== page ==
It hasn’t passed yet, but with a majority government and no changes to the proposed budget, Ontario plans to cover IVF.
The devil is always in the details, of course.
From the budget:
“The government will provide additional support for people in this province who want to become parents by expanding coverage of infertility services for one cycle of in vitro fertilization per patient per lifetime for all causes of eligible infertility. Enhancing coverage makes infertility services more affordable and increases access to more than 4,000 additional patients annually. The government is also committed to developing a stronger quality and regulatory framework for those providing infertility services to ensure patients receive safe, high-quality care.”
It’s a good start! But right now I have a lot of questions.
I look forward to finding out how “eligible” is defined by the government. Will there be age limits? Will using donor sperm or donor eggs impact eligibility? How will the need for IVF be defined? IVF isn’t the right path for everyone. Check out our previous blog post on this topic.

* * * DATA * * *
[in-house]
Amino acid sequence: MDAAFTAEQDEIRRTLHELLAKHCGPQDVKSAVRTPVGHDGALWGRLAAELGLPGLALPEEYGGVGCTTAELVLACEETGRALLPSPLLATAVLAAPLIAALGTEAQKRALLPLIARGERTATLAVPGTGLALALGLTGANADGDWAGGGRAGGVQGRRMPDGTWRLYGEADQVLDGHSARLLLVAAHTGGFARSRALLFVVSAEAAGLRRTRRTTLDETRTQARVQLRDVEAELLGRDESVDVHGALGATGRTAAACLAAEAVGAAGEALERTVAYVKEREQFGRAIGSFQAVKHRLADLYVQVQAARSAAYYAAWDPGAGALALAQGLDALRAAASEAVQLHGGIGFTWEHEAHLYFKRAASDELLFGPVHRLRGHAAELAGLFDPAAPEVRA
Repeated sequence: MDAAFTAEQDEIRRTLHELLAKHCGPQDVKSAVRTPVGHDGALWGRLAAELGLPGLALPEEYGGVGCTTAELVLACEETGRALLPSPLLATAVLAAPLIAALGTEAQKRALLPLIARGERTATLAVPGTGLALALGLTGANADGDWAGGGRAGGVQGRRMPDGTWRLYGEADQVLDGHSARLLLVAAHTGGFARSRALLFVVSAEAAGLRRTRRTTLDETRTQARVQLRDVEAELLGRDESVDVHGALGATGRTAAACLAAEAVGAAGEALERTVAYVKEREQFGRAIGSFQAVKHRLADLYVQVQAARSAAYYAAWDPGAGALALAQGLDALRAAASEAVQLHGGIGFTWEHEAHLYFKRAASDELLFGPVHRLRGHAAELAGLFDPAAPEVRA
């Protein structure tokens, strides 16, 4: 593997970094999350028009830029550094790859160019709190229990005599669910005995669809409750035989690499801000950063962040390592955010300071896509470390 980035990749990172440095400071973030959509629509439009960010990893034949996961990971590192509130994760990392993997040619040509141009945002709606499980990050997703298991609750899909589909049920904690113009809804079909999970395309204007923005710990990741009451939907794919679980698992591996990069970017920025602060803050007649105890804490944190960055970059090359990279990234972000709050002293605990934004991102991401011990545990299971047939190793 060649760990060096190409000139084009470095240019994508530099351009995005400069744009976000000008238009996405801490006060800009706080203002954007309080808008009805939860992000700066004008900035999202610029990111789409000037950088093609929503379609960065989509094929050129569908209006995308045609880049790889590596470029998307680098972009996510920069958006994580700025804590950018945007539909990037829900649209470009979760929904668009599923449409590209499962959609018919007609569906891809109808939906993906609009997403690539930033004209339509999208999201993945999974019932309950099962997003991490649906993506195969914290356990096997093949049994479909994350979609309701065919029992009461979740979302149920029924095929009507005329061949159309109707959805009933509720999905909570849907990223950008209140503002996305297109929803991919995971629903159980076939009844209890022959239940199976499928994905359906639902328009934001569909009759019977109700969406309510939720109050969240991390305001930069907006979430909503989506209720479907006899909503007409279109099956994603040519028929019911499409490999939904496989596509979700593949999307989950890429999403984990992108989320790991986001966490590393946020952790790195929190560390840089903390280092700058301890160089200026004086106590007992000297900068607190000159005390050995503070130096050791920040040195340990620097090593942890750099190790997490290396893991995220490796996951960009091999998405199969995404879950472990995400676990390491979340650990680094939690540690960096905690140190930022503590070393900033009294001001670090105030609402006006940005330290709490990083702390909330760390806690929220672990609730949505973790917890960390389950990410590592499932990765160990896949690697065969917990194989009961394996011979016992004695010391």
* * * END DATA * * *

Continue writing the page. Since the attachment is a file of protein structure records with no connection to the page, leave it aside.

As I’ve mentioned in another previous posts on provincial IVF funding, Ontario will need an expert panel. Converting these words into a well-regulated structure that meets the needs of most people is going to be hard work. There is a lot to be learned from Quebec’s two year long consultation process.
This is a significant move. Along with Quebec, now Canada’s two largest provinces will be providing support. Hopefully this vote by Ontario encourages Alberta to move forward, who I’ve heard is close to funding IVF too. Manitoba already provides excellent tax credits.
If there is a role in the future for a patient advocate, I will let you know.
As soon as I am able to, I will talk about what expected timelines will be.
It is my sincere hope that all eligible Canadians will have increased access to the care they deserve.